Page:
Introduction to Malaysian cuisine
I fully admit that I’ve never been a rock star at geography. But even I was a little embarrassed when a group of Malaysian students joined my Alliance Francaise class in Nice, and I couldn’t even begin to tell you where Malaysia was.
I did little to remedy my ignorance about Malaysian culture, other than go home and find the country on a map. So when I was approached to be a part of the Malaysia Kitchen Blogger Ambassador Program, I jumped at the chance to learn more about the cuisine and culture.
Malaysian cuisine is incredibly varied, reflecting the country’s diverse population and complicated history: Chinese, Indian and Eurasian are all significant subcategories. Located in Southeast Asia, Malaysia borders Thailand, Singapore, the South China Sea and the Straits of Malacca–leading Malaysian to become the original “fusion” food.
Malaysian food is an awesome budget Southeast Asian food option in Australia, although it’s often overshadowed by Thai curries and Chinese dumplings. I’ll be embarking on a bit of a culinary adventure with the opportunity to try heaps of Malaysian food–but I wanted to start you off with the basic dishes:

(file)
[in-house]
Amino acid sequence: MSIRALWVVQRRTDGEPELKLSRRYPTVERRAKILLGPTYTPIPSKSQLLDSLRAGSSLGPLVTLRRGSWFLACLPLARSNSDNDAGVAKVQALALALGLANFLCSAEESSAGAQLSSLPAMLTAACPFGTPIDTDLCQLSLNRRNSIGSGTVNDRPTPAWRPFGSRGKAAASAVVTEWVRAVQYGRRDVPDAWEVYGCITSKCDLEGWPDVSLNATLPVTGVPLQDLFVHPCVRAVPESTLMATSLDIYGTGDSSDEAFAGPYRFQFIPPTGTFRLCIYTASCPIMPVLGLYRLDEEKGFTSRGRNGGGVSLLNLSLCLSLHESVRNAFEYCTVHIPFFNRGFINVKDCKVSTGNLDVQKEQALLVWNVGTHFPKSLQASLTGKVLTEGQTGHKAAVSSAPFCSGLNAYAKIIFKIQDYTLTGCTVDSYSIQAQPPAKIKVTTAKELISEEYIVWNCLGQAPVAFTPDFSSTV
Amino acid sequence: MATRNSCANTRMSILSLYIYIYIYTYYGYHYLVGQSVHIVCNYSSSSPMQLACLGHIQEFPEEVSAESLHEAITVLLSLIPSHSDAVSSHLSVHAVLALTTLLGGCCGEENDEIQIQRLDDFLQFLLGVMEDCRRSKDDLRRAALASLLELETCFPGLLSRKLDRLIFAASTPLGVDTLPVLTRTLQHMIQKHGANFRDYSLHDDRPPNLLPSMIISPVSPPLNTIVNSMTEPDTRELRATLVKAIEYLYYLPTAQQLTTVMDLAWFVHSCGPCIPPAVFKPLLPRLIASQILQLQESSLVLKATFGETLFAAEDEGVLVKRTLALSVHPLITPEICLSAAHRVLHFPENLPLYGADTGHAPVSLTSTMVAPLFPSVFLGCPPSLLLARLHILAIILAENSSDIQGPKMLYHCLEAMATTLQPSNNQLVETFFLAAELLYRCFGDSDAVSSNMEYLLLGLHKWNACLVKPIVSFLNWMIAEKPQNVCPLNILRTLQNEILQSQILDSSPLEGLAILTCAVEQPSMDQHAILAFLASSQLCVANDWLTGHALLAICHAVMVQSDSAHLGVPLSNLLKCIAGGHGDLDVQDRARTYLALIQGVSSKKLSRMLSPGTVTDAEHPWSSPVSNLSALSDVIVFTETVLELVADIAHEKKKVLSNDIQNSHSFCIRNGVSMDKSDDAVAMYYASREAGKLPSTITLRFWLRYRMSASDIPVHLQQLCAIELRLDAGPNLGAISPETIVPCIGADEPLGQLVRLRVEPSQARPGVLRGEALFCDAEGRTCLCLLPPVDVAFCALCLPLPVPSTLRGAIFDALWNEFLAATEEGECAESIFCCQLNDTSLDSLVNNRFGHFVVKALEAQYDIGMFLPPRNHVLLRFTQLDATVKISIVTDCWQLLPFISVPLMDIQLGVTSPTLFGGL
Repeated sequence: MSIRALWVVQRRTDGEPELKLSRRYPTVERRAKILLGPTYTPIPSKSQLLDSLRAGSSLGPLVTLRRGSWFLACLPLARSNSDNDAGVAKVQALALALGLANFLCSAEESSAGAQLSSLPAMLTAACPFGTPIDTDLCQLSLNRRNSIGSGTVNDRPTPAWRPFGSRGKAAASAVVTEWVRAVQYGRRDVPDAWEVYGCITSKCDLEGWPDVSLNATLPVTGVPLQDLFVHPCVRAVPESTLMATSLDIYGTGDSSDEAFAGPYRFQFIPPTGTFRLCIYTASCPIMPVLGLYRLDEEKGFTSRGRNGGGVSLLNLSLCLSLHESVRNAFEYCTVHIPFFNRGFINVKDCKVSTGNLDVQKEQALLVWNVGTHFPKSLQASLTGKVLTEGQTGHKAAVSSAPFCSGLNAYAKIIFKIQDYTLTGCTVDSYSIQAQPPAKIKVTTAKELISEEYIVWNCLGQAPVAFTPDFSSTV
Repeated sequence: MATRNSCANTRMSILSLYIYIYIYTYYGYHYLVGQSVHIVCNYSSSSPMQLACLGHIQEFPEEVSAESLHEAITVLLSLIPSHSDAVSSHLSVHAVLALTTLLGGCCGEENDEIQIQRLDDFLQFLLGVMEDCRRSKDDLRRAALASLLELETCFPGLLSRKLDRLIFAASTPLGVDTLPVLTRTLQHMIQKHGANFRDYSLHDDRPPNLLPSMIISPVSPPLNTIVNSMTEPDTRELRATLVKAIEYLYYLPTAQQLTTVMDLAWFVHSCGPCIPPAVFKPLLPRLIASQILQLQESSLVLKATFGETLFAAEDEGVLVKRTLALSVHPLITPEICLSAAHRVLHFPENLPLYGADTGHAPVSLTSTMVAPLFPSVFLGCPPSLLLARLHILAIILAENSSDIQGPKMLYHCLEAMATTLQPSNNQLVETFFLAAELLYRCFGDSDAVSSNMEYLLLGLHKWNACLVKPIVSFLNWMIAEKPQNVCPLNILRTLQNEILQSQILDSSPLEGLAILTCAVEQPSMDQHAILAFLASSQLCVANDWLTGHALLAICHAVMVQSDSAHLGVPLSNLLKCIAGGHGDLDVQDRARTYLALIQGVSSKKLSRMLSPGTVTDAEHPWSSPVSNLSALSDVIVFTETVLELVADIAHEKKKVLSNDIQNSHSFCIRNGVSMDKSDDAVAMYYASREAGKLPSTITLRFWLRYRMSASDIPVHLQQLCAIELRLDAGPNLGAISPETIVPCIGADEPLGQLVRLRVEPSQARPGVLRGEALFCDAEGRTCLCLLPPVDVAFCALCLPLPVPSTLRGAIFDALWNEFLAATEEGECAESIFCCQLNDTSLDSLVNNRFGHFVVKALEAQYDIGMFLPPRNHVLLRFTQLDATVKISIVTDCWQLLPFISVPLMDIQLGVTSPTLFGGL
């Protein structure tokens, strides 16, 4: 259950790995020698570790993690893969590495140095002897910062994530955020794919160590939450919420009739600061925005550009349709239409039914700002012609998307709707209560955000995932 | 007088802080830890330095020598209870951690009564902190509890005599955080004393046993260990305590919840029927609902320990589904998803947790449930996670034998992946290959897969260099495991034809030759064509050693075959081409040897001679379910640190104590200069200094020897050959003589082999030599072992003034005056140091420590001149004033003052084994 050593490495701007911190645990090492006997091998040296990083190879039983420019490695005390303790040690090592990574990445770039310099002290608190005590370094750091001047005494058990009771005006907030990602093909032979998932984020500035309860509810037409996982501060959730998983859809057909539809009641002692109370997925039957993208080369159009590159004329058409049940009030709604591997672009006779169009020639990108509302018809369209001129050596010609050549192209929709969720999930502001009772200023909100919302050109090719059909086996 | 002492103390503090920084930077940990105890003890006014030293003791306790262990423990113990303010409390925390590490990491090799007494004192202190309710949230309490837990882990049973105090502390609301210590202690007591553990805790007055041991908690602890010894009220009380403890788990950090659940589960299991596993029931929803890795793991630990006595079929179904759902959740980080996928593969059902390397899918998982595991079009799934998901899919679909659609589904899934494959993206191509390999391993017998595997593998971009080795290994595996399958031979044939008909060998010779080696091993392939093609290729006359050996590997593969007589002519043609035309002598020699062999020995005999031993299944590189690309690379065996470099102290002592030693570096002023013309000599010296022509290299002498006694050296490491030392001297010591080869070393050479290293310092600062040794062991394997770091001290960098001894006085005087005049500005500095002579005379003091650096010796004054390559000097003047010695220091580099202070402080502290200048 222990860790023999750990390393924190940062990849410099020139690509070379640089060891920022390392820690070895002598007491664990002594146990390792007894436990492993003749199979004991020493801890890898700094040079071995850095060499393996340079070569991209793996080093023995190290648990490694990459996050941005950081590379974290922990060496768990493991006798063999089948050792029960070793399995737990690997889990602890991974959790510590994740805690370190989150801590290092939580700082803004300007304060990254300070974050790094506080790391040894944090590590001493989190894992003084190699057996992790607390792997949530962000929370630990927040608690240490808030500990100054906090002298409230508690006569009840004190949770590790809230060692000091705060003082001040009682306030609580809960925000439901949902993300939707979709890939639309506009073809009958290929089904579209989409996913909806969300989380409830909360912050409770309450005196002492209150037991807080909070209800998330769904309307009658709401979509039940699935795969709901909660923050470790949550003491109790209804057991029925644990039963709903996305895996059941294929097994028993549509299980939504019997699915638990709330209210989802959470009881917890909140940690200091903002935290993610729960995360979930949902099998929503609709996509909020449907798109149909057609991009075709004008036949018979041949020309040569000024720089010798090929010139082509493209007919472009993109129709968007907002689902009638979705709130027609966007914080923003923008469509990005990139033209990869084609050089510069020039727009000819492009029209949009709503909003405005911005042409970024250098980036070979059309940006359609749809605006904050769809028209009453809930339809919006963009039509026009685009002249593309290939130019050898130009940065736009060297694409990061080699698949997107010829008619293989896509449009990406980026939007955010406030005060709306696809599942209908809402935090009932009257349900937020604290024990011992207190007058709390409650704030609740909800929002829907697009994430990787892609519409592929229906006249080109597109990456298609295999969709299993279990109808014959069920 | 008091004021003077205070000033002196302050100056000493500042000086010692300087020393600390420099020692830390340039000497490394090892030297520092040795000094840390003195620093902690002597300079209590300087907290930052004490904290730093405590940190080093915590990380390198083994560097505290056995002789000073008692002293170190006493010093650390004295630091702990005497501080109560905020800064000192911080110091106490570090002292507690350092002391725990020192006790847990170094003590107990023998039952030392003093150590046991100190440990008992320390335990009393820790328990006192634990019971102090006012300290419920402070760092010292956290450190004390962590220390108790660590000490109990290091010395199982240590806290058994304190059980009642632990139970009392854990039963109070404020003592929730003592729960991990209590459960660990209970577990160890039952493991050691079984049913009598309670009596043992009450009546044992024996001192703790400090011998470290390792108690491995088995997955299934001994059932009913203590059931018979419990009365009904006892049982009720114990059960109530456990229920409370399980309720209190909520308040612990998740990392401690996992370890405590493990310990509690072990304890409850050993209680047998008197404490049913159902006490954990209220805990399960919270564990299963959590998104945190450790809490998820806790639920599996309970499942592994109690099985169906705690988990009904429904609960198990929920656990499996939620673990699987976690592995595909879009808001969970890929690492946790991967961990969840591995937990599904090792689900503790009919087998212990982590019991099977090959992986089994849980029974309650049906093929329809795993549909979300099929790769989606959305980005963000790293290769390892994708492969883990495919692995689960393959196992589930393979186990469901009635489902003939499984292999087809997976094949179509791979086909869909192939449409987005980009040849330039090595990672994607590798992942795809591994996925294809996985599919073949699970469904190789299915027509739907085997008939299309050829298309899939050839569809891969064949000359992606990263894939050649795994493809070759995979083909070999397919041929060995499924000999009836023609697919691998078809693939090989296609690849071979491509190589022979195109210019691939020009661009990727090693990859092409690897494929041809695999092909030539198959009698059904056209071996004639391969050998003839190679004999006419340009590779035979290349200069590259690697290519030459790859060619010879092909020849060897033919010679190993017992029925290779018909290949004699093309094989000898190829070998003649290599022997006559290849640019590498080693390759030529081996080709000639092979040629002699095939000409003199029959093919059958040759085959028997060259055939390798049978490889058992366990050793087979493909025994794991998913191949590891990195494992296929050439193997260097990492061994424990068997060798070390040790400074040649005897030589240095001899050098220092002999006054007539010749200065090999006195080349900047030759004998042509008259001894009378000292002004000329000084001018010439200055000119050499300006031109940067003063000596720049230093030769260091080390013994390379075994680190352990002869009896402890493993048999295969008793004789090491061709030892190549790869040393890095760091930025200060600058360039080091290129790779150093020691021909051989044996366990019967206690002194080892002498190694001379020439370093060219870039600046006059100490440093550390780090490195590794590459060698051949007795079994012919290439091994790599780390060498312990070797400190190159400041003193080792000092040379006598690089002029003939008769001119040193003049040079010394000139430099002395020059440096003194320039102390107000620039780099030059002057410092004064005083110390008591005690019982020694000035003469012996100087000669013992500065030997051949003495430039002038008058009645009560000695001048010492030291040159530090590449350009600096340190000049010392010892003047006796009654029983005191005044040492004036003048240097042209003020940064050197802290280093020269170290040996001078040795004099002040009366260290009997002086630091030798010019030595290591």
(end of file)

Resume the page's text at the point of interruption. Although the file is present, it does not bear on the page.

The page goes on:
Rendang beef curry: slow cooked with spices and coconut cream. So. Freaking. Good.
Sambal Udang: spicy prawns, served in a robust sauce of tomatoes, chilies, shallots, garlic and tamarind. At Laksa Me, we tried Gulai Nangka prawns–green prawns slow cooked with young jackfruit in a rich red curry. I laughed when the girl next to me couldn’t finish her prawn because it was so spicy–and then I started sweating profusely after the first bite and couldn’t eat anymore. And this wasn’t even considered a “spicy” dish! Be warned.
Laksa: noodles in tangy fish soup. Cheap, filling, nutritious and just the right amount of spice: laksa is probably my favorite Malaysian lunch option on a budget.
Roti: the delicious, crepe-like flat bread that accompanies most Malaysian curries. Perfect for mopping up juices–and satisfying even on its own.
Looking forward to delving into more Malaysian cuisine–and getting past the basics.